(***) modern miniature "Hydrogen bombs" are only partly fusion bombs and the vast majority of the boom comes from fissioning of U238

          2. MachDiamond Silver badge

            Re: @AC

            There is another country (Norway? Netherlands?) that may beat China to a functioning LFTR reactor. There was a recent story.

            The "dirty coal" story is the chant of the ignorant. A coal fired electric plant is many times cleaner than an equivalent power output collection of small internal combustion engines. China's problem is that they have become the manufacturing center of the world so pollution that might have been generated in the US and Europe is now spewing out over the middle kingdom with far fewer (if any) regulations.

            1. Alan Brown Silver badge

              Re: @AC

              "China's problem is that they have become the manufacturing center of the world so pollution that might have been generated in the US and Europe is now spewing out over the middle kingdom with far fewer (if any) regulations."

              Chinese power plants are pretty clean. One of the bigger chinese problems is that across the country most building heating systems use coal (not oil or gas) and have rotten furnaces. They've been tightening regulations recently (and are trying to eliminate such systems entirely in urban areas) but it will take years to clean up.

              The air in Shanghai is frequently acrid. I'm glad I don't go there much.

        2. rdhood

          Re: "Might have to move a couple more big cities"

          "China is making more progress towards environmentaly sound travel than any other country..."

          Yep. That is because they are a polluted mess. The same could have been said about the U.S. decades back. It seems the will to make progress is stronger when you can't breath.

      2. John Brown (no body) Silver badge

        Re: Pressure suits?

        "Those tubes will be like Roman roads, "

        ...which often went up and down so some of the marching column was always on the high ground with a good view of any potential enemies. At 2000kph that could be some humongous "air time".

    2. Anonymous Coward
      Anonymous Coward

      Re: Pressure suits?

      The problem is not a but x distance travelled.

      x=distance - metres

      v=initial velocity - in this example 0

      a=acceleration - metres/second^2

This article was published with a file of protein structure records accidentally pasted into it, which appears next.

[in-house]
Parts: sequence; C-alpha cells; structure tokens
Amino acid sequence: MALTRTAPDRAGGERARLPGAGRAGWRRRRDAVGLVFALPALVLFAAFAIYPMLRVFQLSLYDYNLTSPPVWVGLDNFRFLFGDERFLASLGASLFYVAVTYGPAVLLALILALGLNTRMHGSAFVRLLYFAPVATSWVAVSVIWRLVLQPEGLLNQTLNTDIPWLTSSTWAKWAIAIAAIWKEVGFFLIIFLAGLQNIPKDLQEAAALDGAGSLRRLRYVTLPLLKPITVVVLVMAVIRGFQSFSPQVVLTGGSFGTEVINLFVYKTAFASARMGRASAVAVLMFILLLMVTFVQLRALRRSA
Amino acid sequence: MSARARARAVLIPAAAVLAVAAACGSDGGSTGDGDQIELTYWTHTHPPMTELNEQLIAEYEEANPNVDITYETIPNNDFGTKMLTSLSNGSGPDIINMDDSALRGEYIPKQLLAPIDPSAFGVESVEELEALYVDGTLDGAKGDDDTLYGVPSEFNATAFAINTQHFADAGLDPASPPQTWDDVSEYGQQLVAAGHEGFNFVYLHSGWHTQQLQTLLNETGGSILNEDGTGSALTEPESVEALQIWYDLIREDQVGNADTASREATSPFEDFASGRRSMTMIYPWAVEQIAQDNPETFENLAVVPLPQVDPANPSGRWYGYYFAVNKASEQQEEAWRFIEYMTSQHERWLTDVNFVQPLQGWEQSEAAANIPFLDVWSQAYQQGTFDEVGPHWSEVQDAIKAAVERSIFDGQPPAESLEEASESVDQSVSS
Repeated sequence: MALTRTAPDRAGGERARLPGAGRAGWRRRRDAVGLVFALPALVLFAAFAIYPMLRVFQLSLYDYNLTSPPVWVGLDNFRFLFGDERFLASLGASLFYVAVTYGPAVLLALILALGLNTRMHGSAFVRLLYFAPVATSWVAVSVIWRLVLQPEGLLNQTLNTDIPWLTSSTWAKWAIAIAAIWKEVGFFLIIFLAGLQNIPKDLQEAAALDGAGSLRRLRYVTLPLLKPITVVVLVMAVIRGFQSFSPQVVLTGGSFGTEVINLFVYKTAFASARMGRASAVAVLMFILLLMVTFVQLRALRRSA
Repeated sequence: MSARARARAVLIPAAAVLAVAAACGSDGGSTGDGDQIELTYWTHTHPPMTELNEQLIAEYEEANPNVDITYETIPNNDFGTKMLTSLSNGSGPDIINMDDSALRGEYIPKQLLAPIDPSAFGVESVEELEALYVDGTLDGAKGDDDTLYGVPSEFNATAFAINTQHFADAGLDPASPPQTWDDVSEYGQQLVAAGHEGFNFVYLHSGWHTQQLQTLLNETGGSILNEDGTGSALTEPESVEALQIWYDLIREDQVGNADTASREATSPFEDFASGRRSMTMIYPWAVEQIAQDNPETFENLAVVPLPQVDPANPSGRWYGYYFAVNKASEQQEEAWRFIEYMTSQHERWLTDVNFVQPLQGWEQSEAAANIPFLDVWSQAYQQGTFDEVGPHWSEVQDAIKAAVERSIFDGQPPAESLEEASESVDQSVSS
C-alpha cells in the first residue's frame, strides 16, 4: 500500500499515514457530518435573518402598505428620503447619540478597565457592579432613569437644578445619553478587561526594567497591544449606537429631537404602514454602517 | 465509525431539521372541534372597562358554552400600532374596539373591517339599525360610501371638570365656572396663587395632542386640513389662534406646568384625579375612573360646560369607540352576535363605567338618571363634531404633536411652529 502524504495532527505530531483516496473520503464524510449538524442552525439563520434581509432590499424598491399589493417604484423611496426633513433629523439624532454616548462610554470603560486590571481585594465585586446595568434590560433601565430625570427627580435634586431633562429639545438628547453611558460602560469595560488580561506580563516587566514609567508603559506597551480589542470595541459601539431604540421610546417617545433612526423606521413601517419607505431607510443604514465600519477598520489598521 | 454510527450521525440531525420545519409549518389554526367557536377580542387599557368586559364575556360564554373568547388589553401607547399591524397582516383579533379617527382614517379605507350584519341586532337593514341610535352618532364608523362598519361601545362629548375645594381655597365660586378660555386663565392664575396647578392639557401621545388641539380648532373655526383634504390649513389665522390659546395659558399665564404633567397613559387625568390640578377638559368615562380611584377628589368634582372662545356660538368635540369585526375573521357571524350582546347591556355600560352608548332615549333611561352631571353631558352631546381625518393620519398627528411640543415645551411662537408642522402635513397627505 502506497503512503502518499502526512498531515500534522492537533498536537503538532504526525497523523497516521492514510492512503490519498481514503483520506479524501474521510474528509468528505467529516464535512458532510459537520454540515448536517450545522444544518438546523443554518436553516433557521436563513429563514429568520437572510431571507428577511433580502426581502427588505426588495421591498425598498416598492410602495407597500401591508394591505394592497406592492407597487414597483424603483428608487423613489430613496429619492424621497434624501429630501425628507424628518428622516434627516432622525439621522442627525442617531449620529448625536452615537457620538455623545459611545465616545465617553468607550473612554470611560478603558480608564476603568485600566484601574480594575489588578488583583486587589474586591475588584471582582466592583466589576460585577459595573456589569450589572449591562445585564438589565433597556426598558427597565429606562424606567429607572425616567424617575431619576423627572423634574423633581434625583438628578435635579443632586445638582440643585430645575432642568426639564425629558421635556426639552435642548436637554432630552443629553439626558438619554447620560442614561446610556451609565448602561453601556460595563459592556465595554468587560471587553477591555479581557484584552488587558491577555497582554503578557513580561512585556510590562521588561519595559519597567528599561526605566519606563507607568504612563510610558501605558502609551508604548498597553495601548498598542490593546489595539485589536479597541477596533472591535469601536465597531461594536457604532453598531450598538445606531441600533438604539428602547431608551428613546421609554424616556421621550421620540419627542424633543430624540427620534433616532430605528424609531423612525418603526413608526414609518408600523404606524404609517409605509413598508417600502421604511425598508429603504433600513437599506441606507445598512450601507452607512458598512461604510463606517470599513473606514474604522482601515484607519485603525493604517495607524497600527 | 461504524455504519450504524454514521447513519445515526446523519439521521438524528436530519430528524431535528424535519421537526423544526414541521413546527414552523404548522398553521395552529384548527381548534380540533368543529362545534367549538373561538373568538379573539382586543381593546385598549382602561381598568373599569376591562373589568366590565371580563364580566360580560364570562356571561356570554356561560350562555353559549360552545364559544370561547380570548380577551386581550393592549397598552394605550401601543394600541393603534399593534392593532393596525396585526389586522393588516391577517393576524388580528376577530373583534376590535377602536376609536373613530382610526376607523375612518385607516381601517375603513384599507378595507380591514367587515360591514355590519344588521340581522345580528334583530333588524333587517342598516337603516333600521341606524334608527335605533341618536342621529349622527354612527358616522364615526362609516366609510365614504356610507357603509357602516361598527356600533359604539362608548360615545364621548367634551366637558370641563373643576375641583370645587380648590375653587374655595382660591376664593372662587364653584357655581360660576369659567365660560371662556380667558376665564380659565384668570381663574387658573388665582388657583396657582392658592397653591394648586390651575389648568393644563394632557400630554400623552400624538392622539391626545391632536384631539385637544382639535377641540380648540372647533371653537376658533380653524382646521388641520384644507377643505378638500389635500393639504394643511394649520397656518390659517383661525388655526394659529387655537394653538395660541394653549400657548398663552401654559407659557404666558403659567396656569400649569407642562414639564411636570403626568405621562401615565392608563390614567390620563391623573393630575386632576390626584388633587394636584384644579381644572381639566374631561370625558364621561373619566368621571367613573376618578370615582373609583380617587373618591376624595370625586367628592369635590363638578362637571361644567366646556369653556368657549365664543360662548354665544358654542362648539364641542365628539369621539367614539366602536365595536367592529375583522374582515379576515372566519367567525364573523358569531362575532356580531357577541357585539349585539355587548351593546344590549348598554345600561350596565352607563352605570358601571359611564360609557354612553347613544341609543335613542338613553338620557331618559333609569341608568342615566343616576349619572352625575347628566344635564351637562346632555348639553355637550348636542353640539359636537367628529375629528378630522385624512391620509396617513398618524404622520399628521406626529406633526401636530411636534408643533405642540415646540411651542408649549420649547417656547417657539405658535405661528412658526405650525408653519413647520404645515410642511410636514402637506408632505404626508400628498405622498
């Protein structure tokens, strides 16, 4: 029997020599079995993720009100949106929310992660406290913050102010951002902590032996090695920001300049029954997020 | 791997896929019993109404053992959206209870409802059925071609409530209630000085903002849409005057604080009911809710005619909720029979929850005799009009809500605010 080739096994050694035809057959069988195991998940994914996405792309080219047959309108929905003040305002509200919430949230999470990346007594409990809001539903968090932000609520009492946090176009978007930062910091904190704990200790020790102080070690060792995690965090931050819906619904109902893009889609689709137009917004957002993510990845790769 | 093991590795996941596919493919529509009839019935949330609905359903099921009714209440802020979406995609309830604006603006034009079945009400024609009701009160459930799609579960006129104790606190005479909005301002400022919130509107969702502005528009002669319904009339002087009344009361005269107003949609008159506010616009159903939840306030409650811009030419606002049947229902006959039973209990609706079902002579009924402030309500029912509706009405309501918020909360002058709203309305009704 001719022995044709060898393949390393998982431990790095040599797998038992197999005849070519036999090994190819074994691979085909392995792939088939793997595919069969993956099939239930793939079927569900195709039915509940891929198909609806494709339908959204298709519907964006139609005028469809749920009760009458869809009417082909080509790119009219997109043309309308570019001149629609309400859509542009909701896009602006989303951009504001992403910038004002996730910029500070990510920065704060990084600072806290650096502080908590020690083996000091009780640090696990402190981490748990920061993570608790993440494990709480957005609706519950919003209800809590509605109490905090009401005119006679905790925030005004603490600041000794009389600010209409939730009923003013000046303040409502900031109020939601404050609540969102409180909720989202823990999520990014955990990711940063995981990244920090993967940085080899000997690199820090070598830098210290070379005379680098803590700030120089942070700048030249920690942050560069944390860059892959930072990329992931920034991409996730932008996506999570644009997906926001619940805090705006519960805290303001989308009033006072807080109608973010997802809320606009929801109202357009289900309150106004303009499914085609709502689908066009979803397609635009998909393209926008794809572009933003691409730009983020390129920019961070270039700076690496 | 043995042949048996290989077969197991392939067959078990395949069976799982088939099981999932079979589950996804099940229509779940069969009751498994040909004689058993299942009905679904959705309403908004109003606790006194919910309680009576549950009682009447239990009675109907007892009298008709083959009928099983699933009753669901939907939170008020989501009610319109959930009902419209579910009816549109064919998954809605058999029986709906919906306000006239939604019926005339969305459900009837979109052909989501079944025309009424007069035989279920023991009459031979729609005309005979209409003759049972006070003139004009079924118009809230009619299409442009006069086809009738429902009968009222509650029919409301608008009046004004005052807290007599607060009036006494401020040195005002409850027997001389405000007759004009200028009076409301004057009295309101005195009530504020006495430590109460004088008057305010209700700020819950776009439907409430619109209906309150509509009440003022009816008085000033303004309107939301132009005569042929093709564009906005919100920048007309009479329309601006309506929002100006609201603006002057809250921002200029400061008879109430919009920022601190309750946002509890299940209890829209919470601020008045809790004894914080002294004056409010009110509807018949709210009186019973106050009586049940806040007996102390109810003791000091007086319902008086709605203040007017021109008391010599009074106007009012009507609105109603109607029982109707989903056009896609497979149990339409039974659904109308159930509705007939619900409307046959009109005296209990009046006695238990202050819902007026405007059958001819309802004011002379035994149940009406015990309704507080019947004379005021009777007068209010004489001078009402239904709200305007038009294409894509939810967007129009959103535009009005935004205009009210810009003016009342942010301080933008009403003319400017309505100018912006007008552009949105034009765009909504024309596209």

x=v*t+a*t*t/2

      v=a*t

      so for v=0 to v=550 m/s (1980 km/hr)

      a=1 m/s^2 (10.2% of gravity)

      t=550 s (9.2 minutes)

      x=151 km

      now you have stop so repeat the calculation

      thus to accelerate to 1980 km/hr and stop takes 300 km

      1. thames

        Re: Pressure suits?

        Re: distance to accelerate - this why there are different top speeds depending upon the distance travelled. The train just keeps up a modest acceleration, uninhibited by air friction, until it reaches the half-way point and then starts to decelerate. The further you go, the greater the maximum speed reached. Over very long distances an arbitrary top speed is reached.

        This system, if practical, would take a very large capital investment and so would be worth while only on routes between very large population centres.

        1. Jonathan Richards 1

          Who wants it?

          > a very large capital investment and so would be worth while only on routes between very large population centres.

          I give you the last supersonic transport system between large population centres on this planet, viz. Concorde. It didn't sustain itself, and give rise to successor systems, because not enough people (need | want) & can afford to travel that far that quickly.

          Also the physics is a bit dicey. If you're accelerating a train at 0.5g, as others have suggested you need to do to reach 4000 kph before you reach halfway to your destination, then the track experiences the reaction, and can't be built on piddly little concrete pylons. Similarly when changing direction: fast aircraft use a "half-rate" turn of 1.5 deg per second. For a 4000 kph train changing direction from N to NE, say, the turn will take 30s, and to limit the sideways acceleration to 0.5g, the radius of the turn is near enough 28.6 km (17.7 miles). Around the curve [1], that's about 28 miles of track that has to be braced to support a force equivalent to 122% of the weight of the train. See 'piddly pylons', supra.